At the start of the 20th century, Britain’s Royal Navy was the dominant sea power in Europe. Over the years it had grown extensively to accommodate a thriving maritime commerce and the need to reap the produce of Great Britain’s overseas colonies. The rise of Germany, after its unification in 1871, presented an unwelcome challenge to the Royal Navy’s maritime supremacy.
Kaiser Wilhelm II had become enamoured with the idea of projecting Germany’s military strength across the ocean, a notion which required a strong German fleet. Germany’s Navy Act, passed in 1898, called for a dramatic increase in naval construction. It envisioned a German navy of nineteen battleships, which was extended to thirty-eight battleships by the following Navy Act of 1900. Of course, Britain was aware of Germany’s naval ambitions and responded by dramatically increasing the rate of their own battleship construction. This was reflected in the pages of The Illustrated London News, which frequently published articles relating to Germany’s naval expansion. By the start of the First World War, Britain had emerged as the clear victor in this “naval arms race”, boasting 30 dreadnoughts to Germany’s 20.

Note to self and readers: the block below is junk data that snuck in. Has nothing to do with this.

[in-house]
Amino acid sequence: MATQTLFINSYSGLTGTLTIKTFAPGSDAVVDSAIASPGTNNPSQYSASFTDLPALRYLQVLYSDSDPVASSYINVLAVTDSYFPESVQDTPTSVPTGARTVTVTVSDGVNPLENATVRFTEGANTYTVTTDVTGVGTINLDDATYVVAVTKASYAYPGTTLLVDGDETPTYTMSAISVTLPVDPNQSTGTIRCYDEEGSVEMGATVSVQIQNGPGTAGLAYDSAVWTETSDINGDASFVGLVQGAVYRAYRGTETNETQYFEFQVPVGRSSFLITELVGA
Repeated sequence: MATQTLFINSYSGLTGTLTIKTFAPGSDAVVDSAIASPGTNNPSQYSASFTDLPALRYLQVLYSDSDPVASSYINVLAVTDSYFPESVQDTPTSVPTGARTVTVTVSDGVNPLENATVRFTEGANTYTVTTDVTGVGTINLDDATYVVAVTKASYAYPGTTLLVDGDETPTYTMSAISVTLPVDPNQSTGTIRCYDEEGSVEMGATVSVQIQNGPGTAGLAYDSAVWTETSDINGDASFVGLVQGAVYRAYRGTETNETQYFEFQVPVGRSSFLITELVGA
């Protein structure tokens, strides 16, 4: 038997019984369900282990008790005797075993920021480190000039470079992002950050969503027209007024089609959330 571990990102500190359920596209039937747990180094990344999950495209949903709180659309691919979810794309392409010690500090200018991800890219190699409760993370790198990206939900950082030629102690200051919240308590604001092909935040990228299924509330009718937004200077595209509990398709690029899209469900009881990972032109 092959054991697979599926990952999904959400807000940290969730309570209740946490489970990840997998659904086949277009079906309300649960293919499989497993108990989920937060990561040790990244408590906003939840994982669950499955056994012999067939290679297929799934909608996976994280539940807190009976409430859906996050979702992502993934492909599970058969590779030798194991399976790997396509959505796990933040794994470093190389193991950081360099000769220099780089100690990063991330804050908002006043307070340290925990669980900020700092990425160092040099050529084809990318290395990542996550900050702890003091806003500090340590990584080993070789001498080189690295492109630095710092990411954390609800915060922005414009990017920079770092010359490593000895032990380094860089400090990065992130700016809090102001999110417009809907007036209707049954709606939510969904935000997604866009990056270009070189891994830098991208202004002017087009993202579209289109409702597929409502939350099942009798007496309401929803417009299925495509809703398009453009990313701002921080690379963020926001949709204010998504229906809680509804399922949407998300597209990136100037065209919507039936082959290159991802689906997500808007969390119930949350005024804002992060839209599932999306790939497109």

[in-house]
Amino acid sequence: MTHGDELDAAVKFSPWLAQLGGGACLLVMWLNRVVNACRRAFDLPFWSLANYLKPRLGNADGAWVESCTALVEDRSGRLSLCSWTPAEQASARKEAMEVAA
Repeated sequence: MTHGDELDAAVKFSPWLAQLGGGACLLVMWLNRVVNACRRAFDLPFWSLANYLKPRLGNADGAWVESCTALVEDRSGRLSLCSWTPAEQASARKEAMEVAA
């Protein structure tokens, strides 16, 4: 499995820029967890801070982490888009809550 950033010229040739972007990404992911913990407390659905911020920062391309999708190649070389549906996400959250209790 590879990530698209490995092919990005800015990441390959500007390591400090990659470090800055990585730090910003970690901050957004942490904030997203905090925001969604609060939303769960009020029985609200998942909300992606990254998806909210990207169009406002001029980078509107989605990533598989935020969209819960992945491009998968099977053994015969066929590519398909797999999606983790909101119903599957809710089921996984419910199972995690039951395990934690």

Dreadnoughts, armed with ten 12-inch guns and powered by the latest Parsons turbine engines, were but one of several technological advancements which dramatically altered the nature of the war at sea. The Dreadnought picture here [right] from The Illustrated Sporting and Dramatic News is the HMS Monarch, built in 1912 she survived until the end of the war. Mines, Torpedoes and Germany’s early utilisation of U-boat submarines (Unterseeboots) made naval warfare far more treacherous for the Royal Navy. The HMS Amphion was sunk by a mine in the first few days after Britain declared war on Germany. In the next few months several British battle-ships in the North Sea and the British channel, including the HMS Cressy, HMS Aboukir and HMS Hogue, were sunk by U-boats. The Illustrated London News reported that the Aboukir had been in danger of sinking prior to the arrival of German U-boats. The U-boats took advantage of the hurried confusion of the three cruisers to launch an attack [illustrated below in three stages].
Despite these advances in technology and general naval strength both sides were relatively cautious about engaging the enemy. British naval commanders decided that instead of directly engaging the German Fleet, their strategy should be to prolong the economic blockade of German ports to cause increasing shortages and hunger for the German populace. A few naval skirmishes took place near Coronel, the Falkland Islands and Heligoland in 1914, but a full-scale naval battle would not take place until the Battle of Jutland in 1916.